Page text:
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The Death Of The Funnel, Long Live The Funnel

by David Brock on July 17th, 2011

I’ve been reading a lot of articles, some from people who should know better, declaring the death of the funnel.  I have to admit, I get frustrated and tired with a lot of this talk.  But more importantly, I think it demonstrates a complete misunderstanding about what the funnel really is.

The funnel is simply a representation of a process.  People choose to label or represent the “funnel” in different ways.  I interchange the words pipeline and funnel, but mean the same thing.  Some times, I use the concepts of selling cycles or buying cycles.  Pictorially, it sometimes looks like a funnel with stages in the funnel (I guess that’s how you tell I’m a sales guy – because I draw those pictures).  Sometimes I represent it as a circular sequence of steps or stages.  Sometimes, it looks like a flow chart or a decision tree.

When I talk about the funnel, depending on the client or audience, it may have different steps/stages, and the labels of those stages may change.  For example with one customer I might call the proposal stage  “proposal,” (duhhh), with another I may call it “quote.”  Only because it helps convey the concept or the key objectives of that sub-process more effectively to that group of people.

Where I “start” my funnel  or “stop” it depends also on the audience and their perspective.  I prefer not to distinguish between a marketing funnel and a sales funnel.  It seems to me the processes must be integrated so, we should be talking about an integrated set of process flows.  But very often, I talk about a sales funnel, because the audience I am addressing are sales people and we are talking about the set of processes they focus on.  Equally often, I may talk about a buying funnel when I am focusing on understanding and aligning with a customer buying process.

But whatever words, whatever pictorial representation I choose.  The funnel is really a description of a process.  Everyone’s “funnel” will be different, because our processes for working with customers and their buying processes are different.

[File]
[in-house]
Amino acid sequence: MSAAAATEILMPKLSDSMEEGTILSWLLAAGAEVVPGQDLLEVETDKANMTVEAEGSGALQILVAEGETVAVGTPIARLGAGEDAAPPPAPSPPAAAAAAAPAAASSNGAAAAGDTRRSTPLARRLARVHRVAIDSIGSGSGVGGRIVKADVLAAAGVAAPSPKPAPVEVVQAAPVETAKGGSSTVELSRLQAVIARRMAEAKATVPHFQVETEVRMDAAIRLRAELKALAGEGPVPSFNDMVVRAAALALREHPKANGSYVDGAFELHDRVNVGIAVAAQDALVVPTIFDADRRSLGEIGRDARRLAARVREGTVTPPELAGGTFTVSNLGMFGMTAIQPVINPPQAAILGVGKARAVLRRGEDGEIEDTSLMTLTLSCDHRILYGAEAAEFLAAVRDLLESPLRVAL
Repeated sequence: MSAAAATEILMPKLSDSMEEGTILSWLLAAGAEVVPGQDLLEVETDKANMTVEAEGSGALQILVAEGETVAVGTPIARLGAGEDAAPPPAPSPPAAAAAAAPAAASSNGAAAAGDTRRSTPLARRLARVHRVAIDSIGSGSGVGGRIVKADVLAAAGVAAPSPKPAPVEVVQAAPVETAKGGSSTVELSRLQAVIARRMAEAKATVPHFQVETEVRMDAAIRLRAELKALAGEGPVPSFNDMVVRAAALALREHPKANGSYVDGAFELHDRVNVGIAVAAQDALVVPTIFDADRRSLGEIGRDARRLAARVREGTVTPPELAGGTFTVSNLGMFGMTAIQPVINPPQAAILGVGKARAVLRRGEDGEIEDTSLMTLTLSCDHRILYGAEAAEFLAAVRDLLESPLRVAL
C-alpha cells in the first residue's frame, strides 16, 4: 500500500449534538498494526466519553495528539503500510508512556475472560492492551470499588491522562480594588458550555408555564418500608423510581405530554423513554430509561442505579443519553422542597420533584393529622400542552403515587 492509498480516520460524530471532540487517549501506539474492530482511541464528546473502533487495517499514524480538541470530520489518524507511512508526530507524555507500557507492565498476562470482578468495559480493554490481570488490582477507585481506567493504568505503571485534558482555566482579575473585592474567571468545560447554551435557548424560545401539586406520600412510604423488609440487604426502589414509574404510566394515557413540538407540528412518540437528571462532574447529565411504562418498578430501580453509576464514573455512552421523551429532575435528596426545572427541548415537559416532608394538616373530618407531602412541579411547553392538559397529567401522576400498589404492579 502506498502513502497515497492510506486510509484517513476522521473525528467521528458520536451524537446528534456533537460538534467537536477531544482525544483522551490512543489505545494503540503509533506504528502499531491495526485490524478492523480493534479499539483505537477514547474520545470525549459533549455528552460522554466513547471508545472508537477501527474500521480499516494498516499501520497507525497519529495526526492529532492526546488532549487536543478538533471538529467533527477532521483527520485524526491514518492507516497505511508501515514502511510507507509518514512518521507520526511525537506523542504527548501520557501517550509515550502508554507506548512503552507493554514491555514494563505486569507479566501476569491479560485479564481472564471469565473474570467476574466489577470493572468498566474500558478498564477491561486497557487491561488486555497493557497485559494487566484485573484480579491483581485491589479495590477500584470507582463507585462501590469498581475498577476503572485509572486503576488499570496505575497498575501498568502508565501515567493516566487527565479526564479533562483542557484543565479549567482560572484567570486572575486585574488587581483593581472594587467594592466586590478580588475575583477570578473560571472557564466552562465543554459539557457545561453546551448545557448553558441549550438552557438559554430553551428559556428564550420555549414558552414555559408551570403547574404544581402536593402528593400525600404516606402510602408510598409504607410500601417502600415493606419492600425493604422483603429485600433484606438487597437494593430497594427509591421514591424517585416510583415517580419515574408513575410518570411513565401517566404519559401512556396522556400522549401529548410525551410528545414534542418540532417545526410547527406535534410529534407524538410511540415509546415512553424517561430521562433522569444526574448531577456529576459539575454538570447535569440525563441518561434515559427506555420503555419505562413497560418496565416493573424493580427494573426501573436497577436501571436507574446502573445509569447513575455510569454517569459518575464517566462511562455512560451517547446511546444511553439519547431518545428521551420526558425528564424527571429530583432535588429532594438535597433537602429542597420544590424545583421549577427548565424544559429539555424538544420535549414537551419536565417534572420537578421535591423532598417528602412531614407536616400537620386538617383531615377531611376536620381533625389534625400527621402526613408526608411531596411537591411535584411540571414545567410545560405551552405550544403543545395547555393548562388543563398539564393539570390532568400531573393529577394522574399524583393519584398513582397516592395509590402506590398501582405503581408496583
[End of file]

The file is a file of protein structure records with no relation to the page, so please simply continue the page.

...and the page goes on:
But all we are talking about is a way of expressing a set of processes.  It’s odd, when I read about the “funnel being dead.”  Often what the authors go on to explain is something that represents their version of a process with their usually trademarked label for the process.  Others just demonstrate their blissful ignorance, because they focus on the label, not understanding that it is a convenient way  for us to represent and talk about a set of processes.  These folks seem to understand neither the underlying process, it’s importance, or the principles driving those processes.

The processes of engaging communities, prospects and customers will be called various things.  The processes of communicating with them will be grouped in differing ways.  The processes of attracting new customers, retaining existing customers, helping them buy will have different labels.  As long as the we understand what those labels represent, they are convenient in facilitating the discussion. 

However, make no mistake, the most impactful discussions are about the process.  They are about how we tune and refine the processes to be as effective as possible.  They are about how we align those processes to have meaning, value and impact on our customer.  They are how we design our processes for inclusion.  They are about how we execute the processes with precision and how we measure our effectiveness in execution and the results we produce.

I have no interest in engaging in discussions about which label should dominate, I’ll choose whichever is expedient for the moment.  Labels are fundamentally unimportant.  The only meaningful conversations to me are about the processes underlying these labels.

Am I being too cranky?

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  1. Not too fast Dave.

    There are uses of the funnel metaphor which can be outright devastating for a business. One that comes first to my mind is trying to represent ones business in one single funnel, despite the fact that customers buy in different ways. With one and only one funnel model in place, this means that deals can enter at different stages into this funnel. What can happen then is that the ideal shape of deal flow to assure sustainable growing business is no longer the one of a funnel. If this is ignored, Management draws wrong conclusion and taking decisions pointing the business in a wrong direction.

    Does that mean that the funnel is dead. No. It just means that the use might be inappropriate in certain contexts. Declaring that the funnel is dead grabs though attention to articles warning of inappropriate use of the funnel metaphor.